A press release from the Dane County Republican party ridiculing Judge Maryann Sumi caught my eye this morning because of how, well...I'm searching for the right adjective here...snotty? clever? whiny? edgy? sarcastic? childish? it was.
Written as a tongue-in-cheek apology to Judge Sumi for an earlier attack from the party that blasted her for holding up the publication of Governor Scott Walker's controversial "budget-repair" bill, today's missive pretends to sympathize with Sumi for how hard it must be for her to live in Madison and do her job right.
"Judge Sumi is a leftist living in Dane County," the press release says. "Her friends are leftists living in Dane County. Her son is a left wing activist in Dane County. She goes to cocktail parties held by leftists in Dane County. She shops at organic gourmet foods shops run by leftists living in Dane County. If she were to enforce the law of Wisconsin and to do what was in the best interest of the people of the state of Wisconsin, she'd be exiled from her lifestyle. She'd lose her friends!"
I called Jeff Waksman, the guy who wrote this press release and a party spokesman, to see what he was up to. I work for a paper considered to be a "lefty" publication, so I was afraid he might not talk to me. Or he might ask me if I eat organic strawberries. (I do, but I eat strawberries with pesticides on them, too.) But he didn't. I think he was maybe even happy to get my call, because that's what he was after when he wrote the press release, he tells me---attention. Most press releases are unbelievably boring and he wanted this one to stand out, which it sure did. "It's on the Rachel Maddow website right now," he says, proudly.
Cool. So it hit big time. But how about the message? I ask. (He's so friendly, I have to remember to ask him the tough questions.) I mean, this isn't just a game. Our state is being torn apart right now. So is his press release a cyncial effort to exploit resentment of liberal Madison and sow division, or a temper-tantrum-by-press-release, or does he really believe Sumi's judicial judgement is tainted by life on the isthmus?
Waksman gets more intense. "The press release is supposed to be humorous and its written in a way to draw people's attention to it, but the underpinning point is very real," he says. "Madison is a very intimidating and stifling intellectual environment."
He explains that as a libertarian (with a little "l", he says, since he belongs to the Republican Party and not the Libertarian Party) he is sick and tired of people in town making him feel "uncomfortable." Waksman, 27, moved to Madison six years ago from the New York city area. Madison is not tolerant of other perspectives, he says. For example, the chair of the county GOP had his car scratched and the mirror knocked off, he says, and now he and other Republicans worry the same thing could happen to them. (Ah, this explains the part in the press release about local Republicans getting their cars "keyed" and having other bad stuff happen to them.) "You walk down State Street, and every store has a sign that if you support the bill you hate teachers or children," he says. "So people can't even walk into the stores without being afraid and wondering, is this person going to even give me good service?"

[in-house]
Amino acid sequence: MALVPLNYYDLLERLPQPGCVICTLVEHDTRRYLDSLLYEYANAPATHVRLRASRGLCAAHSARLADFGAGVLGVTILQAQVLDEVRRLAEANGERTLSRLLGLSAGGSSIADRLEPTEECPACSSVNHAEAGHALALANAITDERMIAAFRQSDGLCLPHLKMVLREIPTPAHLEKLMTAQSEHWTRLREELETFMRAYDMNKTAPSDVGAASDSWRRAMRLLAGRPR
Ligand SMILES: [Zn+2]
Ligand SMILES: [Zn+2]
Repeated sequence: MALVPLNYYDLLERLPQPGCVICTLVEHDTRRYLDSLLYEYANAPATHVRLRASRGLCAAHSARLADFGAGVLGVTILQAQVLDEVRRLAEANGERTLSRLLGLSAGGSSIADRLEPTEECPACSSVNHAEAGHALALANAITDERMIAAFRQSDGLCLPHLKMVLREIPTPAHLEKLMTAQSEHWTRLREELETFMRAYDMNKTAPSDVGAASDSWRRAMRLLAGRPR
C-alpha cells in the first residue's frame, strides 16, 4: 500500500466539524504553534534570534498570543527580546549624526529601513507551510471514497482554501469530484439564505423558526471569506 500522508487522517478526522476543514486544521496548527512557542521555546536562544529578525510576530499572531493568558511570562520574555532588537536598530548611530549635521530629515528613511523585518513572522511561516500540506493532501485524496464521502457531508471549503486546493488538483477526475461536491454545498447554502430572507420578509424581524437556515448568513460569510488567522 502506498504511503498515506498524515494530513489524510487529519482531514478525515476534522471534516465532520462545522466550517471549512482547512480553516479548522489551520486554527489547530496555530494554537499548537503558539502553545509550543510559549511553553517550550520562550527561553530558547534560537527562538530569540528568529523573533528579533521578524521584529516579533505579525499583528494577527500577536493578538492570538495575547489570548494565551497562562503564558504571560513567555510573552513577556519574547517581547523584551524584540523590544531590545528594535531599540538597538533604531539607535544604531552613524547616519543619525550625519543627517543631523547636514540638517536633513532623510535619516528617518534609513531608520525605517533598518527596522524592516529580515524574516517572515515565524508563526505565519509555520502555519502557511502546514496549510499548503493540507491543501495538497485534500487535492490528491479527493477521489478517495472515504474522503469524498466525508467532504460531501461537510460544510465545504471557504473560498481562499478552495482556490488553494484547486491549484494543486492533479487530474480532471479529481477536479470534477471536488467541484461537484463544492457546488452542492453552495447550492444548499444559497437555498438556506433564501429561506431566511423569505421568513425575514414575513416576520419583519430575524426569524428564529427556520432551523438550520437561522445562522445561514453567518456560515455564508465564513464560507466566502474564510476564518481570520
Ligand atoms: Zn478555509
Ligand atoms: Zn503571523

He works for the University of Wisconsin-Madison, and he has learned not to talk politics there, either. "If I express a view, I'm called a homophobe or racist or told that I hate the poor," he says. "I'm a big boy, I can deal with it," he says. But others are intimidated.
In truth, he is a thoughtful guy; he graduated from Columbia University not long ago and he has two graduate degrees, from Madison, I think. People just assume that if he's a Republican he believes certain things, which isn't true, he says; the party is a lot more "heterogenous" than the papers make it out to be. He, for example, believes in the right of gays to have civil unions, he says. Around 40 percent of people in Dane County voted for Walker, he says, but you wouldn't know it, because they are afraid to speak up. (Actually, 31 percent of people in Dane County voted for Walker, but Waksman is right that this is a much bigger number than is readily apparent.) They are even afraid to put signs in their yards, he says, because they keep getting knocked down.
This intolerance, he says, is why he figured all along Sumi would punt the case to the state Supreme Court. If she did anything else, people in Madison would stop inviting her to cocktail parties. Plus, as the press release says, she would lose all her friends.